Deadlines for modified proposal, Wisconsin Well Woman Program:
Dec. 1, 2014: An RFA (Request for Application) will be issued to select the providers who will form the new provider network.
April 1, 2015: The new provider network and the new service coordination model will be in place.
June 30, 2015: The current service coordination model will end.
Local women’s health advocates were relieved to hear the announcement late last week from the state’s Department of Health Services that the cutbacks to the Wisconsin Well Woman Program have been delayed until 2015.
“We are grateful to see the state respond to the outcry from women’s health advocates frustrated and disappointed with their original plan to restructure our Well Woman Program,” said Sara Finger, executive director of the Wisconsin Alliance for Women’s Health.
The Wisconsin Well Woman Program (WWWP) receives state and federal funding to provide breast and cervical cancer screening and diagnostic services to low-income women with little or no health insurance and who are between the ages of 45 to 64.
The state’s original restructuring proposal, as reported by the Milwaukee Neighborhood News Service, would have reduced the number of local coordinators from the current 72 down to six, and scaled back the more than 1,000 participating healthcare providers to a handful of systems to be selected through competitive bidding. The proposed cuts would have gone into effect July 1, giving the department six months to make the transition.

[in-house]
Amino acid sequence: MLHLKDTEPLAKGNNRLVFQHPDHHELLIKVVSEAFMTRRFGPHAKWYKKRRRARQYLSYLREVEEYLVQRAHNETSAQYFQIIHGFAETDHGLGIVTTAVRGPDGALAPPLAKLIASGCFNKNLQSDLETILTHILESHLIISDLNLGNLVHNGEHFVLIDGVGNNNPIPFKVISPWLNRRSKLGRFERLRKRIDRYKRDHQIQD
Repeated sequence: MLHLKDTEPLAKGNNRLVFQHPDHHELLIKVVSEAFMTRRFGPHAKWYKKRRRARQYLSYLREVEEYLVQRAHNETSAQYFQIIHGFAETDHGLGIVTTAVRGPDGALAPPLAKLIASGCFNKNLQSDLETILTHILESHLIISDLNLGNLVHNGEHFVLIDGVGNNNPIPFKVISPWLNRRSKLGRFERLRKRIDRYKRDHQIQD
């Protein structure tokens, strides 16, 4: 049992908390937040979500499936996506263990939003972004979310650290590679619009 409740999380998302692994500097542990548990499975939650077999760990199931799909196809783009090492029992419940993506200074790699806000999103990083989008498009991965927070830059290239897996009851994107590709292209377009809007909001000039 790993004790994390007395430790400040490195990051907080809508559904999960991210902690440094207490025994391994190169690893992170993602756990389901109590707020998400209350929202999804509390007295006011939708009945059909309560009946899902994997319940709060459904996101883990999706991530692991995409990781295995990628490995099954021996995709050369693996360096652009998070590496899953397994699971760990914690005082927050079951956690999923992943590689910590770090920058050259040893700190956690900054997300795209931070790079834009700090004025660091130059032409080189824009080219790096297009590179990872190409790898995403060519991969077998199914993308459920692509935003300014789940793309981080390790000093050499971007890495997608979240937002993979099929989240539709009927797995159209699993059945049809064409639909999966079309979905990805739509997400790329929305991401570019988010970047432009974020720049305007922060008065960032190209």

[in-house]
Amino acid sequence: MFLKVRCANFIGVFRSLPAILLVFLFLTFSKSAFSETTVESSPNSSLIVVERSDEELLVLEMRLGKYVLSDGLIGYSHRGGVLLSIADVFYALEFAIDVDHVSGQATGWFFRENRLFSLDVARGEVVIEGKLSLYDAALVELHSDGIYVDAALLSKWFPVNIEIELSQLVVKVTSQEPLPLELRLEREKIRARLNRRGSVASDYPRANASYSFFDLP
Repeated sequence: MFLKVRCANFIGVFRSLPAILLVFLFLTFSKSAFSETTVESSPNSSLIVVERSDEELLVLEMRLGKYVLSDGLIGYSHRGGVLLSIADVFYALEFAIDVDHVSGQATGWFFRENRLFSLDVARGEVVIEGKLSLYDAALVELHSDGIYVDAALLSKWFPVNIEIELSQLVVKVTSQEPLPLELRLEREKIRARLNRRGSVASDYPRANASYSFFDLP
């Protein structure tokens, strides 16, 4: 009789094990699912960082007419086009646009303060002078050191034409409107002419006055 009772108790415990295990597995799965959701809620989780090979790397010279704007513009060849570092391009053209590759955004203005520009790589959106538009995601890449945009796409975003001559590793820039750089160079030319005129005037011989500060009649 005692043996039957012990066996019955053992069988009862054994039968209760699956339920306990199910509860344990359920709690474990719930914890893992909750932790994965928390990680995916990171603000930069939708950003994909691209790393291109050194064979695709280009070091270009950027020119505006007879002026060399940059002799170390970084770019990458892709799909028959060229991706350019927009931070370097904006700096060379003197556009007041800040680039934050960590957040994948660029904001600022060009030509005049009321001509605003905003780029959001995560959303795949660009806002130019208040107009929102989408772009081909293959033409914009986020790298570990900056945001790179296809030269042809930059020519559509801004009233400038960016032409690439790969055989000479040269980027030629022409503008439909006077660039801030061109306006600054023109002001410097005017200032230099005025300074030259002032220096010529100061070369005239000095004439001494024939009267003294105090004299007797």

State administrators have said that the restructuring is needed because they expect the need for WWWP services to diminish as women gain access to expanded health insurance coverage from the Affordable Care Act (ACA) and recent changes to Wisconsin’s BadgerCare Plus Program. They also said they expect to see decreased federal funding in May.
Finger and other women’s health advocates urged the state to push back the July 1 deadline in order to allow more time to gather data about how many women will be picked up by the ACA and BadgerCare.
Karen McKeown, Wisconsin’s administrator of public health, said in a memo to Well Woman Program providers and local coordinators that pushing back the deadline to June 2015 will allow WWWP partners more time to prepare for the transition.
“This will allow the department to predict with greater precision how many women will enroll in BadgerCare Plus or a Marketplace health insurance plan and will allow the department to modify its proposal based on clearer projections for the number of women who may potentially be served through the WWWP,” McKeown said.
Finger said it’s “incredibly important” that the state keep its commitment to invest time and resources to work with these women to transition them into the appropriate health care program.
“We have yet to see this administration fully commit to making the Affordable Care Act work in Wisconsin and sincerely hope politics are put aside to ensure health care reform works for all Wisconsinites especially the women served by this important program,” Finger said.
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